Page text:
The NBA Draft is a giant pool of athletic specimens being judged on skills and potential hoping not to get drafted by the Philadelphia 76ers. While every now and then the self-claimed experts of the NBA label a guy as a “can’t miss” prospect, the reality is that in the NBA nothing is a given.
With all the uncertainty that lies within an NBA draft pick, and the fact that the league is now loaded with more talent than we’ve ever seen at the game’s most important position, one thing you could take to the bank is an experienced point guard averaging 25 points and 9 assists a night.
A point guard who doesn’t shy away from the big moment – netting 37 points at The Palace against a top-ranked Michigan State squad, and then hanging another 30 against No. 5 Virginia that showcases a stingy defense.
That is the résumé Oakland University’s Kahlil Felder brings to the table.
‘Kay’, as he’s known, ranks tops in the nation in assists (9.0 per game) and is fourth in scoring (25.2). Should Felder lead the nation in both points and assists per game by season’s end, it would be the first time a college basketball player finished the season leading in both categories since the NCAA began tracking assists in 1984.
“I thought he could do both,” Oakland coach Greg Kampe said. “I didn’t think it would be in the same year.”
Felder has shown plenty of times his unheralded ability to get more buckets than KFC catering and more dimes than a wishing well or fountain. Sounds like a good cohesion for an NBA future. However, if there is something holding him back, it’s his size. Felder stands just 5-foot-9, but is built to take a hit, and possesses freakish athleticism and incredible quickness and handles that allows him to make SportsCenter Top Ten plays such as this:
My bad, somehow that Allen Iverson clip made it into a Kay Felder article.
Kidding of course, but perhaps I’m getting ahead of myself. There’s no way Felder can be compared to 11x NBA All-Star, 3x NBA All-First Team, and NBA MVP Allen Iverson.
I mean, Iverson probably doesn’t even know who Kay Felder is. There’s no way a player from a Horizon League commuter school could ever be on a future hall of famer’s radar, right?
Felder is a problem from Oakland
— Allen Iverson (@alleniverson) December 23, 2015
You know what they say. Real recognize real.
The recognition hasn’t come easy for Felder, though. Coming out of Detroit Pershing High School in 2013, Felder was only a two-star recruit. His lack of size led to a lot of major programs passing on him. Coming out of high school, he only received offers from mid-major programs, the majority of them from the MAC schools as well as OU.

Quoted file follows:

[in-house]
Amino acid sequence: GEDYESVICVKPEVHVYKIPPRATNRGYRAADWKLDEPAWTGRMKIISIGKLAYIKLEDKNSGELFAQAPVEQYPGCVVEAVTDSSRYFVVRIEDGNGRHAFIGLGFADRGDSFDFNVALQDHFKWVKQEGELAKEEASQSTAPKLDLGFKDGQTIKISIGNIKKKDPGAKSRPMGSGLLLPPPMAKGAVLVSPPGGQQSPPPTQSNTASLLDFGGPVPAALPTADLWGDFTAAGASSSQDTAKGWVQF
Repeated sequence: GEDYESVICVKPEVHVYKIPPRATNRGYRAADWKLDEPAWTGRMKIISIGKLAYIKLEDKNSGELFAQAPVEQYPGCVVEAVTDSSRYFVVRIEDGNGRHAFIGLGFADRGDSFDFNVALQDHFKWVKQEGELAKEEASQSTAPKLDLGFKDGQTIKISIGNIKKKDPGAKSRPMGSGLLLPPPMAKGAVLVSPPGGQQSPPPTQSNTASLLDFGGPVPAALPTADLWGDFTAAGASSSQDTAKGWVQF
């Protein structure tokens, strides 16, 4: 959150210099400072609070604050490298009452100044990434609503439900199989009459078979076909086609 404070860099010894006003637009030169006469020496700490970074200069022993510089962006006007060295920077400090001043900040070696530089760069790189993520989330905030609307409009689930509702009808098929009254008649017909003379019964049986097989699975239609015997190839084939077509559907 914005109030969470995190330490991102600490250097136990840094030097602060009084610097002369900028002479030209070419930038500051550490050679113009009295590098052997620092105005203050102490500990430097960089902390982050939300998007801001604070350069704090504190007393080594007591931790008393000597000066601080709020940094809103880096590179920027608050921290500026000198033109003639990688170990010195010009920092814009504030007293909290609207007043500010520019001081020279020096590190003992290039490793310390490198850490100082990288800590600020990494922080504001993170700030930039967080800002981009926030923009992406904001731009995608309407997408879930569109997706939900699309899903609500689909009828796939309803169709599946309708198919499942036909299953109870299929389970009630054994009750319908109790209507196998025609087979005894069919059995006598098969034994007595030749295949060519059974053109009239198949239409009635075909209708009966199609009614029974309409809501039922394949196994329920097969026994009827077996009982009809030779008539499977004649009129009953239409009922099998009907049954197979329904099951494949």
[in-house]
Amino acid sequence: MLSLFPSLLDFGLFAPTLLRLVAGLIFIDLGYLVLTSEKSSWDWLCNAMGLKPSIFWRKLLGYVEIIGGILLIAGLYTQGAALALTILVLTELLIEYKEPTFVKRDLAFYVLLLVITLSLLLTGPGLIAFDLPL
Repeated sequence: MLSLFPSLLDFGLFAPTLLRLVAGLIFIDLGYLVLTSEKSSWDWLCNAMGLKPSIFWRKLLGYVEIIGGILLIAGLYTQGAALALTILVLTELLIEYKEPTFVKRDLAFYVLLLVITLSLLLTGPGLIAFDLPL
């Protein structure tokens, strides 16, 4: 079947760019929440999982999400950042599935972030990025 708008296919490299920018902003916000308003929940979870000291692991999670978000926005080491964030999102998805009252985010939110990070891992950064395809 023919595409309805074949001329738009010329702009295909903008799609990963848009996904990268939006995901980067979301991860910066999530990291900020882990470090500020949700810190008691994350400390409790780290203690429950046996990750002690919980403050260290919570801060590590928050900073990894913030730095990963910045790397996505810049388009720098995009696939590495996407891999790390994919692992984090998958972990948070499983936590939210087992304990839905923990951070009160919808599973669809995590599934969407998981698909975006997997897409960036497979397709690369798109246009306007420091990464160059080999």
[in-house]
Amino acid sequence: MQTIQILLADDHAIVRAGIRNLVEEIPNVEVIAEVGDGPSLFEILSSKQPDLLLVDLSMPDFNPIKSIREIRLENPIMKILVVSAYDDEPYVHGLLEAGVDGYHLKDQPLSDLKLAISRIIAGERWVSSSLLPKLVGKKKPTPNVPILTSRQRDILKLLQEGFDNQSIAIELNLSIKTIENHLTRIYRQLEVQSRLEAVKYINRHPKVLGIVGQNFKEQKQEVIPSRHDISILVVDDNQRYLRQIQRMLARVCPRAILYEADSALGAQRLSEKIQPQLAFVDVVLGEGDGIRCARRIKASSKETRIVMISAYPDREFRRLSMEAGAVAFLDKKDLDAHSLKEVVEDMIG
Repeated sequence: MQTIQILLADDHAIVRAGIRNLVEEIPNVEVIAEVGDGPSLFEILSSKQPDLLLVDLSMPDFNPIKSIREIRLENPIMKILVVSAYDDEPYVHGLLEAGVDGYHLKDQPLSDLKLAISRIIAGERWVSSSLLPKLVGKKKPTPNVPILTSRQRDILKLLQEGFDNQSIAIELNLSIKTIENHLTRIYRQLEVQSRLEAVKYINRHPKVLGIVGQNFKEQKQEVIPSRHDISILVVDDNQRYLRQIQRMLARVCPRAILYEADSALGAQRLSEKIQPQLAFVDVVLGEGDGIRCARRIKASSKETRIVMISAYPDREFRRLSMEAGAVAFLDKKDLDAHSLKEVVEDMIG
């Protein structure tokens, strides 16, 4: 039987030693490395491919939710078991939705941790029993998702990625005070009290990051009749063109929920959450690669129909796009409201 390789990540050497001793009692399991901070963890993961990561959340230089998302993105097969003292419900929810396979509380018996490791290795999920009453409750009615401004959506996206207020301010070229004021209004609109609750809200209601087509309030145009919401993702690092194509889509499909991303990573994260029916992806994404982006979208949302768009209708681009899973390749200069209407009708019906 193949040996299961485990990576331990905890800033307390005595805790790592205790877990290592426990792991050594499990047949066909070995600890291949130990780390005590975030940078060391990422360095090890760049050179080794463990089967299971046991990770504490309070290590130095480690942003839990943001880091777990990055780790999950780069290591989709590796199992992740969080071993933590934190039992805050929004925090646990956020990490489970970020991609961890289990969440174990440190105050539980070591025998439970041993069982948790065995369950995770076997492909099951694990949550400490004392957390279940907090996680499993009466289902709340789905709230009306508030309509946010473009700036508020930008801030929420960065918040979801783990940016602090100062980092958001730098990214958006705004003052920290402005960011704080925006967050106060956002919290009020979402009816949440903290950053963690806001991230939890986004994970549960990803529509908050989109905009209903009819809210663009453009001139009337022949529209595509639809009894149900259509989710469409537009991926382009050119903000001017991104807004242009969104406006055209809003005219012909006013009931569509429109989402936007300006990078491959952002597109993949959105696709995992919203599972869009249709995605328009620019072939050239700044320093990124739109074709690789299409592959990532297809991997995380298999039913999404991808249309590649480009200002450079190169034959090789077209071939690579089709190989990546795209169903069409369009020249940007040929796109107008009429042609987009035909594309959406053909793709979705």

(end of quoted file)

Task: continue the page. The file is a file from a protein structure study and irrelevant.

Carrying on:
Felder didn’t mind that at the time, with Pershing coach Wyndell Henry saying “He just wanted to go somewhere, where he could just play,” but it’s certainly something he would never forget.
In a December road game against the Washington Huskies, who currently sit third in the Pac-12, Felder recorded 38 points, nine assists and six rebounds in a 97-83 Oakland win.
“That day, I didn’t think that there were too many point guards in the country better than him,” Washington coach Lorenzo Romar said. “He was very good.”
Truth be told, there’s not many point guards in the country better than Felder. He has a competitive fire and unmatched will, and as a student at Oakland who frequently attends Grizzlies basketball games, I can attest to the sentiment that Felder is a general on the floor, and the Grizzlies look to him when going into battle. He has tremendous skills and a desire to be the best. He knows the other schools made a mistake when they passed on recruiting him, and he wants to make them know it too.
“I just know when I see those high-major schools or whoever didn’t recruit me, I’m going after them,” Felder said. “I always play with two chips on my shoulder.”
Those two chips have lead to him finally getting the recognition he deserves.
Felder was named Horizon League Freshman of the Year in 2014 and in the same year posted Oakland’s only triple-double in school history in a game against rival Detroit. In 2015, he was named to the Mid-Major All-American team and All-Horizon League First Team.
The junior point guard has his sight set on returning Oakland to the big dance for the first time since 2011. Since Oakland likely won’t get an at-large bid, their only hope is to gain an automatic bid by winning the Horizon League Tournament, which takes place right in Felder’s backyard, just 13 minutes from Pershing High School.
Oakland will have the best player in the tournament and a lot of the hometown backing, which is usually a recipe for success.
If Felder can lead the Grizzlies to field of 68, he may continue to hear his name being mentioned among NBA Draft prospects.
He’s undersized, but athletic and strong, with good quickness, vision, and scoring ability. He gets to the free throw line at the fourth highest rate out of any player in the country, and shoots a solid 85% from the stripe, and 37% from behind the three point line.
“He has some good stuff and is a heck of a basketball player,” one Eastern Conference scout said. “But he needs to mature and improve his poise, shot and touch.”
With his play this season, Felder has already succeeded in going after the schools that didn’t recruit him. He’s on everybody’s radar. He’s made both the doubters and power-five coaches look foolish. Now the only question is, how far will he take it?